He added:

“We did such a good job battling back there in the ninth, man, we could have used that big hit.”

The dead offense magnified Cueto’s mishap of a second inning; he held the Nats scoreless through the rest of his outing, but pitch count caught up to him. Cueto didn’t seem frustrated, spewing familiar words about the offensive woes:

“Eventually the bat spell will end. Every team goes through a bat spell.”

This bat spell, though, has been particularly dry this second half. That spell is magnified by the pitching staff’s second-half 4.97 ERA. The hill is not too steep to climb, but to this offense any deficit appears as a mountain.

The rut could be attributed to relatively high expectations; the Giants sprinted to the end of a great first half with a lineup that consisted of a few Sacramento River Cats with Opening Day starters sprinkled in the mix.

The offense looks uninspired and the scrappy team that once stood atop them all may have run its course. In other words, Hunter Pence and Matt Duffy need to come back. Panik needs to get back into his groove. The starting pitchers are human, even Madison Bumgarner.

There’s a silver lining, if you really want to scrounge out some good news: The Giants did not give up a home run tonight. They’re averaging 2.2 home runs per game, here’s hoping the Nats aren’t storing the unspent homers for Friday night’s showdown against Jeff Samardzija.

The Giants are 2-10 since the All-Star break and the Dodgers are sneaking up behind them, just two games back, in the NL West.

Also, the Nationals have overtaken the Giants for the second-best record in the league. The Cubs (60-40) have regained the top spot.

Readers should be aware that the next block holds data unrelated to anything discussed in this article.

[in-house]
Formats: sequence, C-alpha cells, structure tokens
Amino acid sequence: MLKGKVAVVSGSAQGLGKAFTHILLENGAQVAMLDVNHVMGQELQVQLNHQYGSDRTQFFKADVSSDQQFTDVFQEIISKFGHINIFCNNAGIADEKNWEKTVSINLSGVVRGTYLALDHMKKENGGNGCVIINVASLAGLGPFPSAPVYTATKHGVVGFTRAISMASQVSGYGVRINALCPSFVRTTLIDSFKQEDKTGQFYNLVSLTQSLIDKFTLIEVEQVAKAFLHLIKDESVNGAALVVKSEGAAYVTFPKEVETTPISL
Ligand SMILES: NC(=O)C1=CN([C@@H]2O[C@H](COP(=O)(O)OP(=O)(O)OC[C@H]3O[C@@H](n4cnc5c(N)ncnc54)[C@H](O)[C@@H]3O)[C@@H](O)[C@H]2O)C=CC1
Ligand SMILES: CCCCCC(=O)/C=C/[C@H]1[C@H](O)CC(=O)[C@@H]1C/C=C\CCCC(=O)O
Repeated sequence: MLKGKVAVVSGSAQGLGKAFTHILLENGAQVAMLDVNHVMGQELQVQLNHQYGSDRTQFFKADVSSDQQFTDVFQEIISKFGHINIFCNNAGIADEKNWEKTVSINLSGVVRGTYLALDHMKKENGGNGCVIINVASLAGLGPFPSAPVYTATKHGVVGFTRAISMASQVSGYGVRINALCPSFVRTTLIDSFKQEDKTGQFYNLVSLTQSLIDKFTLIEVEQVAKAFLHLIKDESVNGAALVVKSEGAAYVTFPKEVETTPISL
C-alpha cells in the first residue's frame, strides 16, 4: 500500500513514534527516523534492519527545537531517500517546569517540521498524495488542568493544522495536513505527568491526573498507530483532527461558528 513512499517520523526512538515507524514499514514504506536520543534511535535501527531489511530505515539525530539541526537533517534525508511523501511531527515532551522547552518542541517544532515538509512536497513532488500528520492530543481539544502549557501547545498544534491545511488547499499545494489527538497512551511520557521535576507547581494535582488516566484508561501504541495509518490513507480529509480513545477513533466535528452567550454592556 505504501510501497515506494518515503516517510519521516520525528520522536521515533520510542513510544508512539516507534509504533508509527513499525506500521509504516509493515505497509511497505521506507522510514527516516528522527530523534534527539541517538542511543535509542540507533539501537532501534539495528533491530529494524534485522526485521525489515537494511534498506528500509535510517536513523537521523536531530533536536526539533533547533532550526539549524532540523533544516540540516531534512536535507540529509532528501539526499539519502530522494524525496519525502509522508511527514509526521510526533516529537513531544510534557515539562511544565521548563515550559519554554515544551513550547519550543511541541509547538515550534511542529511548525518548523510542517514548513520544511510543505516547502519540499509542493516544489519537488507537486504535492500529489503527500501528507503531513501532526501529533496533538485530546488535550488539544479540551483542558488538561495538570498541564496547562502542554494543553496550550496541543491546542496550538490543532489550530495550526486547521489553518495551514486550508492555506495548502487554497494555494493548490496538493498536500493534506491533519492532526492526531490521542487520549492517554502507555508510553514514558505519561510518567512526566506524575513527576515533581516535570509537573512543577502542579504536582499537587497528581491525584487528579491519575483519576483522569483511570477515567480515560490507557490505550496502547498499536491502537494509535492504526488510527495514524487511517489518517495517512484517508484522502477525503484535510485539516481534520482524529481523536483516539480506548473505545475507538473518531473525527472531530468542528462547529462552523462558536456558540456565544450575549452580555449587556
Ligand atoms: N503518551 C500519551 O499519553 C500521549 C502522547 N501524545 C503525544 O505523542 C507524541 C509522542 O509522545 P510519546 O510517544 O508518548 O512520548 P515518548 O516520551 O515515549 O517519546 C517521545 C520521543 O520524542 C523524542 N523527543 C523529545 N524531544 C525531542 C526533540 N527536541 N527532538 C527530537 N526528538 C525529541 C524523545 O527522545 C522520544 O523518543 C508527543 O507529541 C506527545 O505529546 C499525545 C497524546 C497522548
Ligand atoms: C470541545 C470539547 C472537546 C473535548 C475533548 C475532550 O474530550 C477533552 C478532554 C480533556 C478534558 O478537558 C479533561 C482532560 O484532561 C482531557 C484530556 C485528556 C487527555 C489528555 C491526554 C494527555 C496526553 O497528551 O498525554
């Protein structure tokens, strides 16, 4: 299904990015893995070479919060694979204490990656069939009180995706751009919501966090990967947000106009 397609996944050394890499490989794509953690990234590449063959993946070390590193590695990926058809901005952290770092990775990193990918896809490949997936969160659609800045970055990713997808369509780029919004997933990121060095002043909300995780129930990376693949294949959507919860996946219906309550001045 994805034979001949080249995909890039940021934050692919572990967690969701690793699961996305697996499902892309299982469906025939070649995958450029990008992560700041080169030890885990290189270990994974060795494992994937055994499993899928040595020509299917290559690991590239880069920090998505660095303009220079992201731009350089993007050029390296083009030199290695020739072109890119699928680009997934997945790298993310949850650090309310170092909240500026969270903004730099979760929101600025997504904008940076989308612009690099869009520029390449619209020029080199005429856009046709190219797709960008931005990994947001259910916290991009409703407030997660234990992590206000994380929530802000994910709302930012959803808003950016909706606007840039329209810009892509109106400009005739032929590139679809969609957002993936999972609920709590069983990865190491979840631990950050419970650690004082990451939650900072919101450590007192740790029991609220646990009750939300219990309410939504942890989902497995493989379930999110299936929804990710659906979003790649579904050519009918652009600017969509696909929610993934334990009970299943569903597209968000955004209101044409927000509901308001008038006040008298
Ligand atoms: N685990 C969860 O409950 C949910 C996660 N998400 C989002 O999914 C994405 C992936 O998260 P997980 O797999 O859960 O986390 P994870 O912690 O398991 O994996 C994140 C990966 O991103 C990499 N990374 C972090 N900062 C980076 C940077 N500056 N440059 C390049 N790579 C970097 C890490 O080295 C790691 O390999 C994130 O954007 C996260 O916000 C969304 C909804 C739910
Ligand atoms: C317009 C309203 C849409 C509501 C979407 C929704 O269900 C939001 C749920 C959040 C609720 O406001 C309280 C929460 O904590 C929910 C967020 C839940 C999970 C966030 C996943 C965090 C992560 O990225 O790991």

Giants acquire infielder Eduardo Nunez

The Giants announced a trade during Cueto’s second-inning collapse: 23-year-old LHP Adalberto Mejia was traded to the Minnesota Twins for All-Star infielder Eduardo Nunez.

Nunez will provide some much-needed relief for an injured and short infield. Bobby Evans made it clear that Matt Duffy is still the everyday third baseman. Nunez can also play shortstop and second base, so clearly he will be the go-to guy to give Crawford, Panik and Duffy days off.

He’s an ideal go-to infielder, really. He led the American League in stolen bases with 26 with a solid .300 average. Bochy can turn to a different hot bat should his home-grown guys go cold. Said Bochy:

“He’s having a good year, he’s going to give us depth. He’s got speed, made the All-Star team and is going to allow me to rest some guys. … He’s been swinging the bat well so we hope he’s going to help this offense.”

The Giants lose top pitching prospect in Mejia, who held a career 3.27 ERA in the minors. He had a 2.81 ERA this season with 101 strikeouts and 1.11 WHIP.

Shayna Rubin is SFBay’s San Francisco Giants beat writer. Follow @SFBay and @ShaynaRubin on Twitter and at for full coverage of Giants baseball.

3,500 firefighters try to slow down Soberanes Fire

Previous article

SF fire truck strikes pedestrian

Next article

You may also like

More in Giants